1. Anthony Williams

    My wife and I discuss this often, when we see organizations or student groups standing somewhere taking collections/donations for things such as trips and competitions. We agree that these funds should be raised through various means of service to the community such as a car wash or bake sale which helps to teach kids the value of hard work and determination to reach a desired goal.

    We are charged with tapping into each individual student’s passion, guiding their learning and teaching them the power that comes from knowledge. Students also have to fail at things in order to develop the grit and resilency to continue to strive to reach their goals. We have to help students understand where the power comes from, through their failures and what they might see as their shortcomings.

    It seems to all come back to the old adage, ‘teach a man to fish.’ If we teach them the skills that are needed to be successful and that working hard at what YOU want will get you closer to your goal, then we have done a lot for their future.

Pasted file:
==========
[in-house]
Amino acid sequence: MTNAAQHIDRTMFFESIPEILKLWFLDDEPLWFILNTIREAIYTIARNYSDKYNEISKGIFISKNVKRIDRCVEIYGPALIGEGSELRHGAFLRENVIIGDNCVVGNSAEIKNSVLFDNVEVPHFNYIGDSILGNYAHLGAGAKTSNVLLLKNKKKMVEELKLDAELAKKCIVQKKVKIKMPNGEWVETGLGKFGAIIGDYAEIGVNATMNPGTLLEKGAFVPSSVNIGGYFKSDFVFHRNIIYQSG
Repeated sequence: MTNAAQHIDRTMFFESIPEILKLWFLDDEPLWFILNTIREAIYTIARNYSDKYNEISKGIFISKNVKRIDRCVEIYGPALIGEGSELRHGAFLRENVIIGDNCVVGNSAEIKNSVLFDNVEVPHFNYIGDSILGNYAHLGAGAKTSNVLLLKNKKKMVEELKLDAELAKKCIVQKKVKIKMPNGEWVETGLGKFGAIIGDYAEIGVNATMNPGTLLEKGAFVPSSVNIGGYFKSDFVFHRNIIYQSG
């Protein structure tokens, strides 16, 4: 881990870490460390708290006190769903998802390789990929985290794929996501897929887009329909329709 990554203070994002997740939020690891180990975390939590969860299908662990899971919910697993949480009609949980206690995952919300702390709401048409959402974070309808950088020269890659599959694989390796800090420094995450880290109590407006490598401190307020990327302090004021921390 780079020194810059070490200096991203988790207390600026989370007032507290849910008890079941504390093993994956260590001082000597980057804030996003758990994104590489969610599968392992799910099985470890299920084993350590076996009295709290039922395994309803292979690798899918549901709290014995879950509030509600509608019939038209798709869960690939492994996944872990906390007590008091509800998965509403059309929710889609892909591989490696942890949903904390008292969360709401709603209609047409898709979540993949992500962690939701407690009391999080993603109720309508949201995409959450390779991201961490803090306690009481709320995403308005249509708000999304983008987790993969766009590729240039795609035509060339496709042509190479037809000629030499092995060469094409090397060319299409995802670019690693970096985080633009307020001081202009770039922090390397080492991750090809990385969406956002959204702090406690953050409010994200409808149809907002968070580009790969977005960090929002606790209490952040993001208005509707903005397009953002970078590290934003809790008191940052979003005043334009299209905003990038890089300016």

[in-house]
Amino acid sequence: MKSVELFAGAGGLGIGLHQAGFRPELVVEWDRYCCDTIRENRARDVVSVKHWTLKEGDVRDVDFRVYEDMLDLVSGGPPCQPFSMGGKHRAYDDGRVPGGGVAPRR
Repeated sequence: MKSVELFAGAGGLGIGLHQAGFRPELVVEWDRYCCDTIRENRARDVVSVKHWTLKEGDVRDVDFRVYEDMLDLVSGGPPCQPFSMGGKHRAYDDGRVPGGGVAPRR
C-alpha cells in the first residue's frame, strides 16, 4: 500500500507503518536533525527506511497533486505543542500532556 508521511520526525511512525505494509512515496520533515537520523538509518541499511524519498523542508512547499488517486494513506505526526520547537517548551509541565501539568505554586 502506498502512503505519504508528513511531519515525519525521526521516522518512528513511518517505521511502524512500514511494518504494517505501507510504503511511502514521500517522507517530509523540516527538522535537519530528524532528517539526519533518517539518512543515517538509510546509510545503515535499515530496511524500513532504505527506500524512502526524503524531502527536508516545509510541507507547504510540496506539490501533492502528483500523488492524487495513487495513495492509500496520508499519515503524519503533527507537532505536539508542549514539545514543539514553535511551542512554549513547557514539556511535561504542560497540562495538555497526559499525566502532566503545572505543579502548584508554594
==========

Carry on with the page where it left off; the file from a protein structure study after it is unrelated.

• Katie

      Yes, I agree. In both cases students are getting something, but the difference is how they got it. An empowered student recognizes that they have the ability to make something happen for themselves (societal inequalities aside) and works to achieve it, an entitled student expects someone to do it for them. I don’t know that there’s a line between these two things at all. That implies by pushing empowerment too much you get into entitlement territory. Instead I feel like they are opposite sides of a coin. I don’t know that you could ever develop an entitled student if you are teaching them to be empowered.

      Frankly, I think the younger generations get criticized far too often and their strengths not recognized nearly enough. If it is entitlement to have an expectation for the way you want your life, then people have been entitled since the idea of the “American Dream” was first conceived.

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